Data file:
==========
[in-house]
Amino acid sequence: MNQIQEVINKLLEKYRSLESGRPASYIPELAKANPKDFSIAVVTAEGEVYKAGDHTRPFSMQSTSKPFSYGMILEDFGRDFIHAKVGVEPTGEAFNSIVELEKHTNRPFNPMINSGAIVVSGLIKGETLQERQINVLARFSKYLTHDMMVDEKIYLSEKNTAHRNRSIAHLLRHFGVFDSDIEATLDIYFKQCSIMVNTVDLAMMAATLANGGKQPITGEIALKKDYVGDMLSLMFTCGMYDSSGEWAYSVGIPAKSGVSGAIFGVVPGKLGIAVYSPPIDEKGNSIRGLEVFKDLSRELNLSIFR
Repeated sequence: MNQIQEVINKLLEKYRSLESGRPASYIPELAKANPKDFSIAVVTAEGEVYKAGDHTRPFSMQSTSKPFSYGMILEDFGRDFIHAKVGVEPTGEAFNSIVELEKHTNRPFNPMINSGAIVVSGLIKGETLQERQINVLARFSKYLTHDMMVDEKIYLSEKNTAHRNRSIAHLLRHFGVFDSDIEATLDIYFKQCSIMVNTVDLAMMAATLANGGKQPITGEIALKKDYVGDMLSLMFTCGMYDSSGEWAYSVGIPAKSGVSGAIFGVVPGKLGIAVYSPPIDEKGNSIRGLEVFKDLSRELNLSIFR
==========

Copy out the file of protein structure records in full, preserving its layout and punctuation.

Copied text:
[in-house]
Amino acid sequence: MNQIQEVINKLLEKYRSLESGRPASYIPELAKANPKDFSIAVVTAEGEVYKAGDHTRPFSMQSTSKPFSYGMILEDFGRDFIHAKVGVEPTGEAFNSIVELEKHTNRPFNPMINSGAIVVSGLIKGETLQERQINVLARFSKYLTHDMMVDEKIYLSEKNTAHRNRSIAHLLRHFGVFDSDIEATLDIYFKQCSIMVNTVDLAMMAATLANGGKQPITGEIALKKDYVGDMLSLMFTCGMYDSSGEWAYSVGIPAKSGVSGAIFGVVPGKLGIAVYSPPIDEKGNSIRGLEVFKDLSRELNLSIFR
Repeated sequence: MNQIQEVINKLLEKYRSLESGRPASYIPELAKANPKDFSIAVVTAEGEVYKAGDHTRPFSMQSTSKPFSYGMILEDFGRDFIHAKVGVEPTGEAFNSIVELEKHTNRPFNPMINSGAIVVSGLIKGETLQERQINVLARFSKYLTHDMMVDEKIYLSEKNTAHRNRSIAHLLRHFGVFDSDIEATLDIYFKQCSIMVNTVDLAMMAATLANGGKQPITGEIALKKDYVGDMLSLMFTCGMYDSSGEWAYSVGIPAKSGVSGAIFGVVPGKLGIAVYSPPIDEKGNSIRGLEVFKDLSRELNLSIFR